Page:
I was born in Mexico. I was a "mistake" that my mother made while young. For Grandmother was my "mom." I was supposedly the youngest of the family. The reality was, who I thought was my oldest sister was my mom. She got married to an American and moved to the US, leaving me in Mexico.

Finally the truth was told and I came to the US to be with my real mom at the age of 14.

I always wanted to be an American and became one when I graduated high school. I had a chance to be on the National Taekwondo team representing Mexico and I refused even though I was still a citizen of that country.

I am an American. I have worn the Uniform of my country and twice ducked bullets on foriegn lands under the US Flag. I was born in Mexico but my complete loyalties rest here.

I am not thrilled about any amnesty program but I can live with it. BUT, if because of fear or whatever reason, a person does not take advantage of being able to achieve legal status and makes a choice to remain illegal, they have made a choice to be a nonentity and have only the rights a nonentity deserves.
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Cleita Donating Member (1000+ posts) Send PM | Profile | Ignore Sat May-20-06 11:29 AM
Response to Original message
25. My reason for supporting an amnesty for the ones who are
Edited on Sat May-20-06 11:33 AM by Cleita
already here is that our laws aren't keeping up with our needs. Those who have been here for years and are working and raising families in an otherwise law-abiding manner are victims of our system. Our quotas weren't high enough to meet the migrant workers needed by our economy here. So these people couldn't wait for the lottery which is random and basically unfair.

Also, many people seem to think that immigrants wait in an sort of imaginary queue. This isn't true. Every year the INS randomly selects those immigrants who can enter legally from the applicants in a lottery until they meet the quotas for that year. Some who only recently applied might get selected and others who have been on the list for even a decade get left behind.

In the meantime shortages of labor in various industries mostly agriculture spur the demand and supply nature of unauthorized immigration into this country, with many employers actually recruiting from behind the border and transporting the immigrants here. Usually, there is no offer of a return trip so those immigrants are left here when they are no longer needed.

So considering the way we do immigration, it seems you should be able to figure out what is morally right for you.
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LaurenG Donating Member (1000+ posts) Send PM | Profile | Ignore Sat May-20-06 12:40 PM
Response to Reply #25
27. I don't quite understand that last sentence
I would like to see people treated fairly. I know very little about our immigration laws, (much less than I thought I did).

I don't want to see people treated unfairly, on any side on any border. Do I have the answer for others, no I don't. I would like to see fair wages and integration for all of us and those people who would like to make the US their home welcomed.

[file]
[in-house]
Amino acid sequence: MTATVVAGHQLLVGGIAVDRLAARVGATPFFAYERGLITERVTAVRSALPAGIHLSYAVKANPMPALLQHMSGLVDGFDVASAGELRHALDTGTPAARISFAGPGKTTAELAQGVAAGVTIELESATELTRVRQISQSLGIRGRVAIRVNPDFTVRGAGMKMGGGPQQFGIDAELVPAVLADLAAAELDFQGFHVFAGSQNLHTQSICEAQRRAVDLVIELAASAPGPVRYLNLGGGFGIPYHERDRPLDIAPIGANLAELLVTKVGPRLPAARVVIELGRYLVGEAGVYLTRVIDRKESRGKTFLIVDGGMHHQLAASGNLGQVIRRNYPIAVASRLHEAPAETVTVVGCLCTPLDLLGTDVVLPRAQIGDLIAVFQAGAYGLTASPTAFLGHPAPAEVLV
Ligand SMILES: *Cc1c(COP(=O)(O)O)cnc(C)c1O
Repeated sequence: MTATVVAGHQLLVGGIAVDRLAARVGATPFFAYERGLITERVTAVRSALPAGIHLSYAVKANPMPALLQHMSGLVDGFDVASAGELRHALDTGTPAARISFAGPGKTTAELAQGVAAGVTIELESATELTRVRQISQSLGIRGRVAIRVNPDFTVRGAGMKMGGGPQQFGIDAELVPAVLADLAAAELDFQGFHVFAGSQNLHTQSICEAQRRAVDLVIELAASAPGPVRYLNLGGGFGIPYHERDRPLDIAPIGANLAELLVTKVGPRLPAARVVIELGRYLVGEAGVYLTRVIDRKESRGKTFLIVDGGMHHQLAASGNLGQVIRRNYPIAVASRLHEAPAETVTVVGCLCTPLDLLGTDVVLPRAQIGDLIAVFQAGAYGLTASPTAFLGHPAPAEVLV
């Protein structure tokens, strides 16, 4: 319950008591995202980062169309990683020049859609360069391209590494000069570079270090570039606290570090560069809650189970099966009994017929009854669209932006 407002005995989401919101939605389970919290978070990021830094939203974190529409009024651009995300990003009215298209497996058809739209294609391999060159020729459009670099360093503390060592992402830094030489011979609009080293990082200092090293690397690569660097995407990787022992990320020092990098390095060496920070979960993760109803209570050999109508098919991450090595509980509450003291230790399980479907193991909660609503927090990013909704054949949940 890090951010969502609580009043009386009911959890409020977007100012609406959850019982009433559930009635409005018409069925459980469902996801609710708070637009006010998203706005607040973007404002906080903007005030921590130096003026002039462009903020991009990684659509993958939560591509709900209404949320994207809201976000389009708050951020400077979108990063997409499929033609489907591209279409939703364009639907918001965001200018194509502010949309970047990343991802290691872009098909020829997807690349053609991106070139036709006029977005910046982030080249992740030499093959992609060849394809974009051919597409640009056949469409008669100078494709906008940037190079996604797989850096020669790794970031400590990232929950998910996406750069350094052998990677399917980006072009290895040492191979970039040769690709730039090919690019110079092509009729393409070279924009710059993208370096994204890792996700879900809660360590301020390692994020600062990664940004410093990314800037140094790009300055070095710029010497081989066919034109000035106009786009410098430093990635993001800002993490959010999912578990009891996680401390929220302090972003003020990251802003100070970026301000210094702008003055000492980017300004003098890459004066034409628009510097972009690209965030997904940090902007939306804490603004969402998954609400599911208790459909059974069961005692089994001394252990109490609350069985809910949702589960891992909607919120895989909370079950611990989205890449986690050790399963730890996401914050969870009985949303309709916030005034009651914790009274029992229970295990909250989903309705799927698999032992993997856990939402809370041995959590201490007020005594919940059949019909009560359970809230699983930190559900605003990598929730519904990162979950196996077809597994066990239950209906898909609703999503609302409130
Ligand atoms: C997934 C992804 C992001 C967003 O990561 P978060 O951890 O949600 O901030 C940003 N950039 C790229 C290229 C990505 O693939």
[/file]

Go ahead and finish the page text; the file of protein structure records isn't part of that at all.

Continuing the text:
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Cleita Donating Member (1000+ posts) Send PM | Profile | Ignore Sat May-20-06 12:56 PM
Response to Reply #27
29. Why don't you understand the last sentence?
All it says is that when you get your information together about immigration you should be able to form your own opinion. I don't want to influence what you think about this. All I'm doing is passing on information that I have and how I came to the conclusions that I think are morally right. Your conclusion could be different than mine.
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Cleita Donating Member (1000+ posts) Send PM | Profile | Ignore Sat May-20-06 12:52 PM
Response to Reply #25
28. Wrong post.
Edited on Sat May-20-06 12:55 PM by Cleita
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Ksec Donating Member (1000+ posts) Send PM | Profile | Ignore Sat May-20-06 01:15 PM
Response to Original message
30. I have many freinds who lost jobs to cheap labor illegal immigrants
The illegals come in here and undercut wages and steal jobs from citizens. That one fact alone makes me the way I am. I understand everyone has a sad story. Everyone . Ive heard enough about the problems of illegals. Lets hear stories from citizens who have lost their lives and families over this illegal invasion.
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High Plains Donating Member (1000+ posts) Send PM | Profile | Ignore Sat May-20-06 01:24 PM
Response to Reply #30
31. What sector are your job-losing friends in?
And yes, "let's hear stories from citizens who lost their lives and families over this illegal invasion."

Waiting...
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Ksec Donating Member (1000+ posts) Send PM | Profile | Ignore Sat May-20-06 01:27 PM
Response to Reply #31
32. Construction.
But any field they enter gets undercut.
So youre denying that anyone has been hurt by the illegals? That tells me alot.